Our lives have been clinging to each other by the very tips of their fingers. I know that. But it never felt like a permanent state, to me. I always thought we'd find our ways back to each other. I didn't call you, but I always knew I could. And now…

Did you stay here to punish yourself? I don't think you deserved to be punished. I mean, obviously I didn't think that, or I would have let you turn yourself in when you wanted to.

I can't figure out whether or not I owe you an apology for stopping you from doing that. I thought I was saving you from yourself, but maybe I wasn't. But what was I supposed to do? You couldn't see yourself that night. They'd have locked you up for sure. I mean you were covered in his blood. You were still holding the knife, for God's sake, just standing in the hall with it in one hand and my phone in the other, absolutely hysterical. Even if I hadn't wrestled the phone away from you, what would you have said to the operator when you dialed 911? You were completely incoherent.

I can admit now that it might have been a little dramatic of me to smash my own cell phone against the wall when you tried to get it back from me, but all things considered, I think I was holding it together pretty damn well.

I was always good at holding it together. You were the one who was always going off the rails. But I loved that about you, most of the time. Everything was such a huge deal to you. It made life feel bigger than it was.

You made everything exciting, back then. Every petty feud with someone was an all-out war. God, remember when we egged Jenna's car because she said that dumb thing about how you should try harder in class and stop messing around with guys? What was it? Right, that's it, she told you if you spent half as much time studying as you did sucking dick then you'd probably get valedictorian. It was stupid, and you knew she only said it because she was jealous about Drew asking you out, and you basically told her that and I don't even remember exactly what you said but I remember her crying. And then we still had to egg her car, and that still wasn't enough, because you wanted to slash all her tires but I wouldn't let you. You always wanted to take things one step too far. I always forgave you though. Every single time.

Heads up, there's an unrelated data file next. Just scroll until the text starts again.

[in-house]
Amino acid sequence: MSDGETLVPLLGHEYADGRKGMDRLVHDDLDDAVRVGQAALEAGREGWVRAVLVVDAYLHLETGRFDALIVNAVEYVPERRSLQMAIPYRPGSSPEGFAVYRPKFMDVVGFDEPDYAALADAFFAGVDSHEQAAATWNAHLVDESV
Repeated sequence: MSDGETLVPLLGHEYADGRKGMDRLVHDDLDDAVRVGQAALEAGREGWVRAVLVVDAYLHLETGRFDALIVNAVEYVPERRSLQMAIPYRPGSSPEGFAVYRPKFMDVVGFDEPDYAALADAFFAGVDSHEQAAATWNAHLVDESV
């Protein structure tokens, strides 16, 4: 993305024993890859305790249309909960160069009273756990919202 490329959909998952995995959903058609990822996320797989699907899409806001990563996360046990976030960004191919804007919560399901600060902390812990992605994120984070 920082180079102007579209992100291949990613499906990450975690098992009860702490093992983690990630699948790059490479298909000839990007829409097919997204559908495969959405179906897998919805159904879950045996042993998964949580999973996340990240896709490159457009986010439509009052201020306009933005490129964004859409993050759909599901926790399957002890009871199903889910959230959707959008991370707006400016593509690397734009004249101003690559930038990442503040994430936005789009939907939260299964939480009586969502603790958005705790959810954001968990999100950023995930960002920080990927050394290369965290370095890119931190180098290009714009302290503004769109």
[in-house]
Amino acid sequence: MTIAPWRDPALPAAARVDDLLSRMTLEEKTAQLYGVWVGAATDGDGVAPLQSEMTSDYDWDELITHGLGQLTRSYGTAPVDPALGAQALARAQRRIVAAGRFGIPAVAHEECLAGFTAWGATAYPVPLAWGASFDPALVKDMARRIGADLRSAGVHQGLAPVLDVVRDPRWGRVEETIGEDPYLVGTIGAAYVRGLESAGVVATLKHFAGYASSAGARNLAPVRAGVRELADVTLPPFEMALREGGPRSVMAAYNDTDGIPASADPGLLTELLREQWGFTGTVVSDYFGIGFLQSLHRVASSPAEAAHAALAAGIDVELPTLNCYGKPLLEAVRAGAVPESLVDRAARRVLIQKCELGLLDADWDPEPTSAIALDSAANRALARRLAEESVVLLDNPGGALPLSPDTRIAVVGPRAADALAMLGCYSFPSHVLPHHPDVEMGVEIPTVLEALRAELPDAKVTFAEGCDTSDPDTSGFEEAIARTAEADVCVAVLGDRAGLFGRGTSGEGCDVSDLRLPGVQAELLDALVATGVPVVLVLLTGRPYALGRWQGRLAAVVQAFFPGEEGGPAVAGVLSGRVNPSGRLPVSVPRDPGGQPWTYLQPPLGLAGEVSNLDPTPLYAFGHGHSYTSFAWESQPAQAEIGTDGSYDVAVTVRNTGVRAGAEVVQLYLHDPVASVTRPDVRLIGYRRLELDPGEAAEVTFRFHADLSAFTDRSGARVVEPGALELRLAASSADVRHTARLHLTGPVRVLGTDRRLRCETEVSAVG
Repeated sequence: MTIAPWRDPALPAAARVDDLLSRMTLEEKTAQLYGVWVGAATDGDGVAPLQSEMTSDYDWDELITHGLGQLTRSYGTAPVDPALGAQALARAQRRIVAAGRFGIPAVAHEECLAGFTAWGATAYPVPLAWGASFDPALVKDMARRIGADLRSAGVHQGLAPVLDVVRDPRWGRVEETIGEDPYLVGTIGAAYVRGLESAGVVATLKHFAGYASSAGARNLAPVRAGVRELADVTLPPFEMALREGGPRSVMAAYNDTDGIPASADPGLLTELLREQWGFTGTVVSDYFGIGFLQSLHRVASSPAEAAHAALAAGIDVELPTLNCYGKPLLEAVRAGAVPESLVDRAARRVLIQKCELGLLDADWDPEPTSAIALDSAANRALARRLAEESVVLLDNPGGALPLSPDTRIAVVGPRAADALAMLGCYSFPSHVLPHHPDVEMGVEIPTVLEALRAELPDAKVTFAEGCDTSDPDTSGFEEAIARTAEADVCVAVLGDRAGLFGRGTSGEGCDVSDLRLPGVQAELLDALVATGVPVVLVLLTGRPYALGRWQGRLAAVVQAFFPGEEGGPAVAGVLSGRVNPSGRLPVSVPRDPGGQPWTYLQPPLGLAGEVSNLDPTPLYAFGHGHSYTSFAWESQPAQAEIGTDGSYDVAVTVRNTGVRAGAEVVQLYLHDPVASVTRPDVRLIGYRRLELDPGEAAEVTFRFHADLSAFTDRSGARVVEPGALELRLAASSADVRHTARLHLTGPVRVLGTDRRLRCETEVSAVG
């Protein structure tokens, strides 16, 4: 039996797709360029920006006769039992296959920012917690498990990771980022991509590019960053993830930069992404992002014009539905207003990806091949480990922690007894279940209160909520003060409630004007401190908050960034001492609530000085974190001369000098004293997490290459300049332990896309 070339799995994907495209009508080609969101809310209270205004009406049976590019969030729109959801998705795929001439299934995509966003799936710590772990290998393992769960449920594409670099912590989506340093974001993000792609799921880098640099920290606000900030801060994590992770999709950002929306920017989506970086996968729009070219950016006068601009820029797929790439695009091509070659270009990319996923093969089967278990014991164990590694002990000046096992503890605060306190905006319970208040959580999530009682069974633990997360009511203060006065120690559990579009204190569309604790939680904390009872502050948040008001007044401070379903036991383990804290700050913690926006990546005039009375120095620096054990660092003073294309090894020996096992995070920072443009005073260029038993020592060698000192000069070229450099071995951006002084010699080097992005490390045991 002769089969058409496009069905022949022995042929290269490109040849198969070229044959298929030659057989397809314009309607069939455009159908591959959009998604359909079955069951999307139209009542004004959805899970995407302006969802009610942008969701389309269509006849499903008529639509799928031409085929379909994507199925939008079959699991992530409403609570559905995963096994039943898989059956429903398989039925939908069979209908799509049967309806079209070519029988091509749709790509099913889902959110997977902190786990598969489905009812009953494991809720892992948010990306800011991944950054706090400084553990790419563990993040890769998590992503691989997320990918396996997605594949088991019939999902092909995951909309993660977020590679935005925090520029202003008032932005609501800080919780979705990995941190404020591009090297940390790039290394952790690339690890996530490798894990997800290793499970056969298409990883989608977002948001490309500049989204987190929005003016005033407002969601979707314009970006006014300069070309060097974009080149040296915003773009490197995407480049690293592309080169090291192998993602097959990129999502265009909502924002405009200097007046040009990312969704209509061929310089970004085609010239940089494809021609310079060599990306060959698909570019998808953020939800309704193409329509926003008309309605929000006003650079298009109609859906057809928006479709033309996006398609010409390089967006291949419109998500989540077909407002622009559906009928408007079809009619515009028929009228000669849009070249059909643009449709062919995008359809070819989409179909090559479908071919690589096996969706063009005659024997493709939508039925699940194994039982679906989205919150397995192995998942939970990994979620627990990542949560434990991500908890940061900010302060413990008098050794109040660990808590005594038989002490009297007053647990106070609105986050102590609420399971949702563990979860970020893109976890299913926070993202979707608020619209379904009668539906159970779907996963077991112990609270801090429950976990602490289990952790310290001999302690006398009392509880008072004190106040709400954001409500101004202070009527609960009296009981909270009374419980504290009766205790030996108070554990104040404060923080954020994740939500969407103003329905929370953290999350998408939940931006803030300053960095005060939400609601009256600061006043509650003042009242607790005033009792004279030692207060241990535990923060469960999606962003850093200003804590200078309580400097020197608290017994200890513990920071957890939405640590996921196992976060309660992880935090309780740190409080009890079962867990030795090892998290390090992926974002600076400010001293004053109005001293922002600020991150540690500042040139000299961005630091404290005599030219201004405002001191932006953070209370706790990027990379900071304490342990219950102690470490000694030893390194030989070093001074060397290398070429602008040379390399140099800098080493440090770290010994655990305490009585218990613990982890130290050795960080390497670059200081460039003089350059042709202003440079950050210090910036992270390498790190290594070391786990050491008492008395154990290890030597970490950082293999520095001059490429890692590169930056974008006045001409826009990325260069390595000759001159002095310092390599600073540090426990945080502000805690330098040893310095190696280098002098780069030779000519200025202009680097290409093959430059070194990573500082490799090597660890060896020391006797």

You know I can't really remember what happened that night. It's just kind of a blur. I remember him coming over. My parents were out of town. You weren't supposed to be there. I mean, we hadn't planned on it, but you wouldn't leave when I told you he was coming over and I just let it go. I could tell he was kind of annoyed about it but he wouldn't say anything. We'd been planning on 'watching a movie', but you being there meant we actually had to watch the movie. And then it's all just flashes: a bottle of vodka, the glow of the TV in the dark room, your head on my shoulder, his hand on my arm, the room spinning – or no, shaking, because I was shaking, or being shaken, my head snapping back and forth, fast.